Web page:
Open Access
Article
Mechanisms of inflammation: the good, the bad and the ugly
F Stephen Laroux1
1
Division of Immunology, Dept of Medicine,Beth Israel-Deaconess Medical Center, Harvard Medical School, Boston, MA 02215, USA. slaroux@bidmc.harvard.edu
DOI: 10.2741/1468 Volume 9 Issue 6, pp.3156-3162
Published: 01 September 2004
(This article belongs to the Special Issue Inflammatory disorders of the nervous system)
Abstract

To the general public, the term, inflammation, is associated with pain, swelling, fever and a general sense of unease ranging from mere nuisance to debilitating illness. Under normal circumstances, the process of inflammation is actually a protective response designed to ward off invasion of the person by pathogens such as bacteria, viruses and/or parasites. The immune system of higher mammals (e.g. humans) is comprised of two distinct, arms, termed the innate and the adaptive systems. While these two components play unique roles in controlling pathogens, each relies, in some part, upon the effective function of the other in order to efficiently eliminate invading microorganisms. There are however situations in which this complex system is unable to properly function leading to unresolved infections and/or chronic states of inflammation. This review will summarize the basic mechanisms involved in the inflammatory process as well as discuss some of the key mediators and modulators of this process.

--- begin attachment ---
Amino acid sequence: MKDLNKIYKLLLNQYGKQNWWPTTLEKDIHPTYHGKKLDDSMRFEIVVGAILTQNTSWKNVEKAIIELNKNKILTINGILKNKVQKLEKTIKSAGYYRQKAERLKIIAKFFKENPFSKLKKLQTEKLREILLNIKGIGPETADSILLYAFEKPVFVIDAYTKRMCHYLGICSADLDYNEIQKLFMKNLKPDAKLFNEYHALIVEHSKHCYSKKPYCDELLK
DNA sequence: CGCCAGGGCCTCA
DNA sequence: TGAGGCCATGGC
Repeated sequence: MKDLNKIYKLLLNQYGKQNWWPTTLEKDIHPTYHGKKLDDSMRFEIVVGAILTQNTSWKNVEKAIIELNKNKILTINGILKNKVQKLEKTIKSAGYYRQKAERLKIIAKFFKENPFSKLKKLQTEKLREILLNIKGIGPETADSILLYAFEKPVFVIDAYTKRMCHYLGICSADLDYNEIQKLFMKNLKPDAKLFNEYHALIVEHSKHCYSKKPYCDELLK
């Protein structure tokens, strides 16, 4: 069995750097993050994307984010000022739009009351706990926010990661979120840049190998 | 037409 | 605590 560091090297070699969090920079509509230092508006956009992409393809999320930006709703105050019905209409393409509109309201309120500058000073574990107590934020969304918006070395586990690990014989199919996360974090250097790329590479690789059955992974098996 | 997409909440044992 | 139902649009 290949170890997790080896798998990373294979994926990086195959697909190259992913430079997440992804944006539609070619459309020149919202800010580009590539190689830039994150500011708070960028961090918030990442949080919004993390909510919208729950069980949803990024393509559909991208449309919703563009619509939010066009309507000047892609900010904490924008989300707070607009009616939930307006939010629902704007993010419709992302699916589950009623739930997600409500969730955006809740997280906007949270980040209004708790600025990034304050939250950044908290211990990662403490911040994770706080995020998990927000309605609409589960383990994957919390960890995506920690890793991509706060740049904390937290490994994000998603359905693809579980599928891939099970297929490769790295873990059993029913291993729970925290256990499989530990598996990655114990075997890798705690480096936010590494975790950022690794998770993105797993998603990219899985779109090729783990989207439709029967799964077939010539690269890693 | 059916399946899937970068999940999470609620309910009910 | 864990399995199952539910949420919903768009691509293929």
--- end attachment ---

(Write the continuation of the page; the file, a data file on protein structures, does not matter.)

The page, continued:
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F Stephen Laroux. Mechanisms of inflammation: the good, the bad and the ugly. Frontiers in Bioscience-Landmark. 2004. 9(6); 3156-3162.